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Current AIAS Fellow Yonghui Zeng and former Fellow Magnus Kjærgaard have each received a DKK 2 million grant by the Villum Experiment programme that reward scientists who question conventional thinking.
A group of 20 new AIAS fellows from around the world has now been selected after a long international, triple peer review process in the spring and summer of 2019.
Cognitive neuroscientist Micah G. Allen awarded Early Career Prize by The British Association for Cognitive Neuroscience.
In a Nature Human Behaviour ‘Comment’ this week, AIAS Fellow and Deputy Director Nikolaj T. Zinner and collaborators encourage funding bodies and policy makers to critically address the question of funding size and how funding is granted to best advance science. The encouragement is based on a Danish survey.
A new study with contributions from AIAS Fellow Jennifer Galloway has used partially fossilised plants and single-celled organisms to investigate the effects of climate change on the Canadian High Arctic wetlands and help predict their future.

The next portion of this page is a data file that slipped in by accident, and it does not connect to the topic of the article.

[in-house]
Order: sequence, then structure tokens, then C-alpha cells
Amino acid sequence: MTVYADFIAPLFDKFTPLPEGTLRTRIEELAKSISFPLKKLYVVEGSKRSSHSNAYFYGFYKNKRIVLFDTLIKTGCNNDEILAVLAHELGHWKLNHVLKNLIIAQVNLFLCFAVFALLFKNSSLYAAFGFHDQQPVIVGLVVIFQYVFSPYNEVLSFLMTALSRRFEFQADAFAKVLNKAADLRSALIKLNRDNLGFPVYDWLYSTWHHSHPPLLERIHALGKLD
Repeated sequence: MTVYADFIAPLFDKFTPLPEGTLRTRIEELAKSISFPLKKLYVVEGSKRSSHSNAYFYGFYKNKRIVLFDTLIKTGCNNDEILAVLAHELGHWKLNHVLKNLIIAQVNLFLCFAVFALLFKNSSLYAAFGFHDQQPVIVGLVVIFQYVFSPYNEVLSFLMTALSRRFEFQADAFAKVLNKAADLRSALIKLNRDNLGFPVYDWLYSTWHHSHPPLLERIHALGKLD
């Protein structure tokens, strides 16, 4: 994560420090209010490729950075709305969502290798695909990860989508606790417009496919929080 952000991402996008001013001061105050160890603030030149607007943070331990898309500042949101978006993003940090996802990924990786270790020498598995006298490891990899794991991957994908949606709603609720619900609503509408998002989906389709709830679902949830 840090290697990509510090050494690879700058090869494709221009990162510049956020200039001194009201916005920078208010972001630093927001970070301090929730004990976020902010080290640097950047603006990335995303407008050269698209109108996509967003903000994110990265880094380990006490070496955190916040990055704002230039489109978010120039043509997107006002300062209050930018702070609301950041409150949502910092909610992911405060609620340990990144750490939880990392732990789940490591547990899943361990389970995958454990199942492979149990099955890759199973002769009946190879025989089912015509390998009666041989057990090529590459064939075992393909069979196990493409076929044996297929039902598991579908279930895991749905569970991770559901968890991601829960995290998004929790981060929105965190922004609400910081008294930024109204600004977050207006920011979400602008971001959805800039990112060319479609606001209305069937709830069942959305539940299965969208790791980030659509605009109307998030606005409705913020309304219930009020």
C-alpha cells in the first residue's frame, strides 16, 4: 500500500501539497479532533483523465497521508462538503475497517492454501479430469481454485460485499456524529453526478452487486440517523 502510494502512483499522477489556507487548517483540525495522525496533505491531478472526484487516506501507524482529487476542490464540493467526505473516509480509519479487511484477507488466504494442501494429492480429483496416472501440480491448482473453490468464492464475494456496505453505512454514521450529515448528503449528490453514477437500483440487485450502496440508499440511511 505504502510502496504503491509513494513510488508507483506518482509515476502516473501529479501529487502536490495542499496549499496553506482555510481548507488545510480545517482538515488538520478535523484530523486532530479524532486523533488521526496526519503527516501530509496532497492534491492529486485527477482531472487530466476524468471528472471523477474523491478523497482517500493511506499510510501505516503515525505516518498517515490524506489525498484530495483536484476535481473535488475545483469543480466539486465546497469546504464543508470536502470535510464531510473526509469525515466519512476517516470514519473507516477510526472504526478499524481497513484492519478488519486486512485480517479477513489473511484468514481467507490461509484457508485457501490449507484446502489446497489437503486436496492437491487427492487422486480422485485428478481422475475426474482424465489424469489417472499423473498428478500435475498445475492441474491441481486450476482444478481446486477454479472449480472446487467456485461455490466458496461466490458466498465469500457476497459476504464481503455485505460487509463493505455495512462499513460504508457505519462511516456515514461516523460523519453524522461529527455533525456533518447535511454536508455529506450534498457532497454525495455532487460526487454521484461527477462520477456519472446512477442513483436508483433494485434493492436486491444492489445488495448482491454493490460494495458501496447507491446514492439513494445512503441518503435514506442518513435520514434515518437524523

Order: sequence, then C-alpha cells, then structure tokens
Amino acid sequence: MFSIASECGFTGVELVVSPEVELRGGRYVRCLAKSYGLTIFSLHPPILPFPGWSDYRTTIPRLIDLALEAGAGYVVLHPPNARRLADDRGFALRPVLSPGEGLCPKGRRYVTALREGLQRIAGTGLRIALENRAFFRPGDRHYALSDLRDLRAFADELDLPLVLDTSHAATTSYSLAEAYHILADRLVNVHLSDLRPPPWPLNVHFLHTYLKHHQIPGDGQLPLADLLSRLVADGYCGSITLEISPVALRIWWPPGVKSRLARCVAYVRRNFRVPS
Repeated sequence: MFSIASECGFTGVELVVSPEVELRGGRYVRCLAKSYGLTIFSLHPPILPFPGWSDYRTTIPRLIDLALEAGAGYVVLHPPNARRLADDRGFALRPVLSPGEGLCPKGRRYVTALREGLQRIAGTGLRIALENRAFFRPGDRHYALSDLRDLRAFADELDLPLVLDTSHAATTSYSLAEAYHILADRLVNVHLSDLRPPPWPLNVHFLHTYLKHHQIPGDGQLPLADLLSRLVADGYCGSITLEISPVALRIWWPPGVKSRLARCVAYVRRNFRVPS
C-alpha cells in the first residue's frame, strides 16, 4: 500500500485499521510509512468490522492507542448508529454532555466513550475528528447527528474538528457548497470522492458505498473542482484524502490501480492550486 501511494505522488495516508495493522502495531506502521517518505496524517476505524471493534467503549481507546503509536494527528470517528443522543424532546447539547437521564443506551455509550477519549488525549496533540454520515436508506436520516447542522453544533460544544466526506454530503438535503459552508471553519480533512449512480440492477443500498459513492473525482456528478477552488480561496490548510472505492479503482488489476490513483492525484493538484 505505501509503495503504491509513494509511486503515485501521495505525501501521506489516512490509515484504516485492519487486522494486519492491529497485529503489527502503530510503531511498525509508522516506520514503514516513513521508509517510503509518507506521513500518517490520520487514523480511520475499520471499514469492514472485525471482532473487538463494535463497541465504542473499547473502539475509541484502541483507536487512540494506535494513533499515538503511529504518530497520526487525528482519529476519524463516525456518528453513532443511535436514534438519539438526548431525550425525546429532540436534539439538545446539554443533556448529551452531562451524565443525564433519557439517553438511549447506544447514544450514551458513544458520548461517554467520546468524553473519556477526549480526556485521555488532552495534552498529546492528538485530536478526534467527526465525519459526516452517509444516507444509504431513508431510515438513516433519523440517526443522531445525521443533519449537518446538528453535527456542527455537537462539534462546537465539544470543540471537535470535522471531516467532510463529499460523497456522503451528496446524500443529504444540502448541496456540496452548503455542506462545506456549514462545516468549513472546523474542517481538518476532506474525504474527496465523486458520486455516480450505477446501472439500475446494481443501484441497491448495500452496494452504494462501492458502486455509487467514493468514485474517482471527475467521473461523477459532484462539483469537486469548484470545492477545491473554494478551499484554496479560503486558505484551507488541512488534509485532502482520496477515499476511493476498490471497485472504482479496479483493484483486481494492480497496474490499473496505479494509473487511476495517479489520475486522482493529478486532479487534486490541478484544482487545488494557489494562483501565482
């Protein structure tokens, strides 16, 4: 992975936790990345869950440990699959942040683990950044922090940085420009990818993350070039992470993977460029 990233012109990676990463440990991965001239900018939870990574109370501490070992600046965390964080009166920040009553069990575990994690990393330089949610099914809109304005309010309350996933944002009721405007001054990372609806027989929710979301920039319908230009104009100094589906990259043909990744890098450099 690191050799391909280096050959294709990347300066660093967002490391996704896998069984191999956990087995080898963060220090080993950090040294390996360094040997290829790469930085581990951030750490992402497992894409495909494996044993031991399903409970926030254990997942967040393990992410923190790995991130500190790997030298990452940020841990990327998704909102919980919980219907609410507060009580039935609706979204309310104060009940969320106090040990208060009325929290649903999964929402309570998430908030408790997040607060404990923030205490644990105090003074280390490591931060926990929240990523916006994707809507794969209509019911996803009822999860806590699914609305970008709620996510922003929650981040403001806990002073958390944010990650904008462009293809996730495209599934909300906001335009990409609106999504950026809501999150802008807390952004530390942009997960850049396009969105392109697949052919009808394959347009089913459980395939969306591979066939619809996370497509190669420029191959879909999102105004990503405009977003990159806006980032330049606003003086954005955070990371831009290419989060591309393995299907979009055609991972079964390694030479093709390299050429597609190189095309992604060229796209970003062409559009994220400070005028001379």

After almost eight years at AIAS, Executive Director Morten Kyndrup has decided to step down in five months, on 1 October 2019. Kyndrup will return to his research at the Department of Aesthetics and Culture at Aarhus University.
This week, AIAS is welcoming the European Network for Institutes for Advanced Study (NetIAS) and the Annual Directors' Business Meeting and EURIAS Fellows Meeting. IAS directors and representatives and fellows from 25 European Institutes will participate.
The international conference ‘Nordic Remote Sensing Conference’, NoRSC’19 to be held at AIAS on 17-19 September 2019 is now open for submission of abstracts. The call closes on 15 April 2019.
Zinner is recognized as an Outstanding Referee by the American Physical Society’s ‘Outstanding Referee program’ – a programme that is highly selective as only 143 out of about 71,000 active referees were appointed this year.
As a sensory physiologist Peter T. Madsen has developed an advanced biologging technology that is tagged with suction cups on whales. A technology that has contributed to a unique knowledge on how echolocating whales navigate and capture their prey, and how they are affected by human noise from e.g. vessels.
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